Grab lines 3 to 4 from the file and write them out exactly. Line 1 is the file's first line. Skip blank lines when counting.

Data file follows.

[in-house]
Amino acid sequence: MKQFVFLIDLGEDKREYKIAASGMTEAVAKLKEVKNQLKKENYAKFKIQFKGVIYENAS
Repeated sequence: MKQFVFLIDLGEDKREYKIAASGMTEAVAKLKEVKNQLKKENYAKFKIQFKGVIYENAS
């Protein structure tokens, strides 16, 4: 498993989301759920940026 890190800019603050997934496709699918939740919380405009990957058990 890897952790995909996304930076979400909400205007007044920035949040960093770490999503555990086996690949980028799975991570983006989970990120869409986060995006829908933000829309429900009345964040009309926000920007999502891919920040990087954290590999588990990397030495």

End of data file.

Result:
Repeated sequence: MKQFVFLIDLGEDKREYKIAASGMTEAVAKLKEVKNQLKKENYAKFKIQFKGVIYENAS
């Protein structure tokens, strides 16, 4: 498993989301759920940026 890190800019603050997934496709699918939740919380405009990957058990 890897952790995909996304930076979400909400205007007044920035949040960093770490999503555990086996690949980028799975991570983006989970990120869409986060995006829908933000829309429900009345964040009309926000920007999502891919920040990087954290590999588990990397030495």